As a member of the personal finance community, I’m amazed at how many people are a part of it. Unfortunately that often means that I can’t always keep up with everyone. It’s a shame because there are some wonderful bloggers with their stories and advice on handling finances responsibly and with fun.
To counteract that and get the word out on other bloggers, I’m interviewing bloggers in the community. This week Brian from Debt Discipline is answering my questions. I hope you check him and his site out.
What inspired you to start Debt Discipline?
After hitting rock bottom in 2010 we decided we need to make a change in our finances. I took the lead as I managed our money at that time. I balanced the check book, paid the bills etc. I began to educate myself about personal finance. I figured there had to be some secret to it all that I was overlooking for all these years. What I found was that it was pretty much common sense, spend less then you make, have a plan, prioritize needs over wants, etc. I began to share this information with my wife. We talked about the end goal of being debt free and have a surplus to build wealth. After seeing how doable getting out of debt can be I wanted to share our success with others. I’m sure there are other families in the same situation as us. I figured a blog would be a good way to share our journey, and as well as keep us focused on our plan. I decided on Debt Discipline as a name because I believe you need to have discipline to change you bad habits, to stop over spending to achieve your goal of being debt free. To date we have paid off over $100k of debt and are on track to be debt free in the next 3 months.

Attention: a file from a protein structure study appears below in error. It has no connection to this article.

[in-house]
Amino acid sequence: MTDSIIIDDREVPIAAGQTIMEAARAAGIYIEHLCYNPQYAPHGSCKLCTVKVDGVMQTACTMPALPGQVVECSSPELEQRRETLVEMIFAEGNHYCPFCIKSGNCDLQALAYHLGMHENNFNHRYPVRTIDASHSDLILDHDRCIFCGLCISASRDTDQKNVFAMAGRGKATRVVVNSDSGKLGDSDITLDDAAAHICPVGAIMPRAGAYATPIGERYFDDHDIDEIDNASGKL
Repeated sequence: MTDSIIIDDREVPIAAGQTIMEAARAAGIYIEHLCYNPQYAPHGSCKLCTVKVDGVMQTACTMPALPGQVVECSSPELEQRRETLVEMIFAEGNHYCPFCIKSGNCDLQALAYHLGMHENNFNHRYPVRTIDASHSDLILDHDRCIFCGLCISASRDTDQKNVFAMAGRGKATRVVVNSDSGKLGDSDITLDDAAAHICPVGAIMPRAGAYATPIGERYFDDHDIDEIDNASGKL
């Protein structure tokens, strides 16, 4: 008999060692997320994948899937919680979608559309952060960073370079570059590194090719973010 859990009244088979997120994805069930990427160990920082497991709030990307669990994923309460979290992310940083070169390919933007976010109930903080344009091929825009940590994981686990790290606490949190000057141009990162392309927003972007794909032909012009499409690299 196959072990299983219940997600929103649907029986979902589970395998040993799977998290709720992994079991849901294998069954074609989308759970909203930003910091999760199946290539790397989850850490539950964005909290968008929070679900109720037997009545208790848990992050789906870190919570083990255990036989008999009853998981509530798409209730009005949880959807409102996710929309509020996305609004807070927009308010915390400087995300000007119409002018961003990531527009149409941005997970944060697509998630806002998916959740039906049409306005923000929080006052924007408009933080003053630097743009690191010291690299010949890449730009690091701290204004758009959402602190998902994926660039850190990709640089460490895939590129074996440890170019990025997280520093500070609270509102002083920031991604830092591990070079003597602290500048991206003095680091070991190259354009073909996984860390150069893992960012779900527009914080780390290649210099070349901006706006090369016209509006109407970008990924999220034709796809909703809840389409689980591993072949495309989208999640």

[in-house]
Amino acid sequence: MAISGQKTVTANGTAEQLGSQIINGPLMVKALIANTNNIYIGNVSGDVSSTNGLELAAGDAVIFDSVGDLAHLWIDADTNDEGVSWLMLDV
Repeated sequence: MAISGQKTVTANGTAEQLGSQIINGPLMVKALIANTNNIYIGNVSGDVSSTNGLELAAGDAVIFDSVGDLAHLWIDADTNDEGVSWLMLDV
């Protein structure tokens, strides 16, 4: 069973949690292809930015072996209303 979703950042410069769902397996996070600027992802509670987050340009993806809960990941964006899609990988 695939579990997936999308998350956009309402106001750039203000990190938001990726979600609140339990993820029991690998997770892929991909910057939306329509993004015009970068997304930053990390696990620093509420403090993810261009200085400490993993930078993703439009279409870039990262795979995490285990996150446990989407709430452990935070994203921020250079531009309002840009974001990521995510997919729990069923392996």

How did you get everyone on board?
I realized early on that my wife and I had to get on the same page for us to be successful. I focused on the end goal. Painting the picture of what our financial life will be like when we are debt free. Having a surplus of over $2k per month to save, invest, and increase areas of our budget for entertainment, travel, etc. This remains our motivation today, once my wife and I looked at it in these terms we were sold on making the sacrifices today for a better future for ourselves and children. Our three children were 11,11 and 8 years old at the time we started so they didn’t have much say in the mater, they came along for the ride. Along the way we have included them in our budget discussions and let them understand why we were making changes, we want them to understand money and budgets from an early age so they will not repeat the mistakes we have made.
You share your numbers openly on Debt Discipline. Is that to help you to stay focused on the plan or is that more for readers?
I share my budget with numbers because I think it’s important for others to see real examples. When I was first starting to get my budget in order I needed that type of help. I also do it for myself and family on a monthly basis for my own internal tracking and review, so why not share.
With your personal experience with going overboard with credits, how do you feel about them now? Do you completely avoid them? Do you have a place for them?
We cut up our credit cards in 2010. We have a single card today with a $1k limit. We used credit cards as an extension to our cash. If we wanted something and didn’t have the cash we used credit. We judged our spending limits by our minimum monthly payments. We have now learned that was a big mistake. We are not ready to jump back in to the credit card game just yet. We want to become debt free, build our sizable emergency fund first and then may consider using credit cards responsible in the future.
What are your plans for Debt Discipline for this year?
I just want to continue to share our story as we become debt free, build wealth and invest. I hope with becoming debt free I can redesign the site, offer move giveaways, etc. in hopes to grow the audiences to reach more people. The goals remains to help a person out there that might be in the same situation we were in 4 years ago and to help keep our family focused on our goals.